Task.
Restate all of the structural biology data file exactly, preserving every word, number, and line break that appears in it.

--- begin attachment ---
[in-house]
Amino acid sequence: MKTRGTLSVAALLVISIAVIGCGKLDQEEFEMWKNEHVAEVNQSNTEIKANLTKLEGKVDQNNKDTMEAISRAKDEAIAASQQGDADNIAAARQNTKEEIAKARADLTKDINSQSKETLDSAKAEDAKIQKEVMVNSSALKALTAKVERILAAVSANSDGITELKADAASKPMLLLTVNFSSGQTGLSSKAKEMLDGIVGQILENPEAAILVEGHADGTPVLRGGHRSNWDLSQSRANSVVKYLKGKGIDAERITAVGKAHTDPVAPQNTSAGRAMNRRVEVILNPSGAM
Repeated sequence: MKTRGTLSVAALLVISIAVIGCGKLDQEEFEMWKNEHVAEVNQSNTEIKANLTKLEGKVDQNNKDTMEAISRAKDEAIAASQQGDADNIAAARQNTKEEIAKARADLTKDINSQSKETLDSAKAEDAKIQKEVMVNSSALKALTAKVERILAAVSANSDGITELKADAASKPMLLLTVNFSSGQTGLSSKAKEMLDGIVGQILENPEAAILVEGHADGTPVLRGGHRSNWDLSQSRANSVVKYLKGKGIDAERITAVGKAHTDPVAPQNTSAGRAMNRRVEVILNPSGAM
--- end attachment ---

[in-house]
Amino acid sequence: MKTRGTLSVAALLVISIAVIGCGKLDQEEFEMWKNEHVAEVNQSNTEIKANLTKLEGKVDQNNKDTMEAISRAKDEAIAASQQGDADNIAAARQNTKEEIAKARADLTKDINSQSKETLDSAKAEDAKIQKEVMVNSSALKALTAKVERILAAVSANSDGITELKADAASKPMLLLTVNFSSGQTGLSSKAKEMLDGIVGQILENPEAAILVEGHADGTPVLRGGHRSNWDLSQSRANSVVKYLKGKGIDAERITAVGKAHTDPVAPQNTSAGRAMNRRVEVILNPSGAM
Repeated sequence: MKTRGTLSVAALLVISIAVIGCGKLDQEEFEMWKNEHVAEVNQSNTEIKANLTKLEGKVDQNNKDTMEAISRAKDEAIAASQQGDADNIAAARQNTKEEIAKARADLTKDINSQSKETLDSAKAEDAKIQKEVMVNSSALKALTAKVERILAAVSANSDGITELKADAASKPMLLLTVNFSSGQTGLSSKAKEMLDGIVGQILENPEAAILVEGHADGTPVLRGGHRSNWDLSQSRANSVVKYLKGKGIDAERITAVGKAHTDPVAPQNTSAGRAMNRRVEVILNPSGAM